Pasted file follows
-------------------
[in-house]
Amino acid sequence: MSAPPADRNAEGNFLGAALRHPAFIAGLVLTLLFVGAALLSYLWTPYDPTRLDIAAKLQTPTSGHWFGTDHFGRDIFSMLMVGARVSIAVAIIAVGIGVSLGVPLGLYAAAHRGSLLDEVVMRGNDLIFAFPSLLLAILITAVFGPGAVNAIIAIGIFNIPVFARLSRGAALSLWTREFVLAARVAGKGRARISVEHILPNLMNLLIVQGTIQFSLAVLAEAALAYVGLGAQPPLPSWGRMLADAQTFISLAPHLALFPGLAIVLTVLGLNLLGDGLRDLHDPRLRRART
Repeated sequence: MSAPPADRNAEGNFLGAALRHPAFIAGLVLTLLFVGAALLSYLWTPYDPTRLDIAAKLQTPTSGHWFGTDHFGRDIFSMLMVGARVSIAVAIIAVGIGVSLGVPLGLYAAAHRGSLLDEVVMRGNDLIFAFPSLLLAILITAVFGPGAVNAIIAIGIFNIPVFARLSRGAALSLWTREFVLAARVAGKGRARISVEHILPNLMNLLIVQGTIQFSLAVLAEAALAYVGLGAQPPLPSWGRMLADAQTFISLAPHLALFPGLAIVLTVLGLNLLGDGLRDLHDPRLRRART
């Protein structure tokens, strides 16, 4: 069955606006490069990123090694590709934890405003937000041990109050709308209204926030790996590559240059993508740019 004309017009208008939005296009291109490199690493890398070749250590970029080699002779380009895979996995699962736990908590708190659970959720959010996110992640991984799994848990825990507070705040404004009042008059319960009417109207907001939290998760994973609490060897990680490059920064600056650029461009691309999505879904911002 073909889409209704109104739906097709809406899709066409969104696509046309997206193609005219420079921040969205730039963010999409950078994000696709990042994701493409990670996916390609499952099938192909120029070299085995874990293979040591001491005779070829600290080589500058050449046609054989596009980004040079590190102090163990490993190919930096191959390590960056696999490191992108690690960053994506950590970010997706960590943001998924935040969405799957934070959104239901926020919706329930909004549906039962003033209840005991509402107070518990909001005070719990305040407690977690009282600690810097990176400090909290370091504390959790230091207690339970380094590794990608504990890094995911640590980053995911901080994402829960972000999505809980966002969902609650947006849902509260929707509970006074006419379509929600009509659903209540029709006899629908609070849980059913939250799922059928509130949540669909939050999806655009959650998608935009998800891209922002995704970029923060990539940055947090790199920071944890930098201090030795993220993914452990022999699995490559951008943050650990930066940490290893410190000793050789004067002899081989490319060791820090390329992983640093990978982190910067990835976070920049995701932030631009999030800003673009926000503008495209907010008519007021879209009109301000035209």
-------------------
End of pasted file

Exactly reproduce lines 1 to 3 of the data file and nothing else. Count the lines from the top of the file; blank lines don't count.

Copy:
[in-house]
Amino acid sequence: MSAPPADRNAEGNFLGAALRHPAFIAGLVLTLLFVGAALLSYLWTPYDPTRLDIAAKLQTPTSGHWFGTDHFGRDIFSMLMVGARVSIAVAIIAVGIGVSLGVPLGLYAAAHRGSLLDEVVMRGNDLIFAFPSLLLAILITAVFGPGAVNAIIAIGIFNIPVFARLSRGAALSLWTREFVLAARVAGKGRARISVEHILPNLMNLLIVQGTIQFSLAVLAEAALAYVGLGAQPPLPSWGRMLADAQTFISLAPHLALFPGLAIVLTVLGLNLLGDGLRDLHDPRLRRART
Repeated sequence: MSAPPADRNAEGNFLGAALRHPAFIAGLVLTLLFVGAALLSYLWTPYDPTRLDIAAKLQTPTSGHWFGTDHFGRDIFSMLMVGARVSIAVAIIAVGIGVSLGVPLGLYAAAHRGSLLDEVVMRGNDLIFAFPSLLLAILITAVFGPGAVNAIIAIGIFNIPVFARLSRGAALSLWTREFVLAARVAGKGRARISVEHILPNLMNLLIVQGTIQFSLAVLAEAALAYVGLGAQPPLPSWGRMLADAQTFISLAPHLALFPGLAIVLTVLGLNLLGDGLRDLHDPRLRRART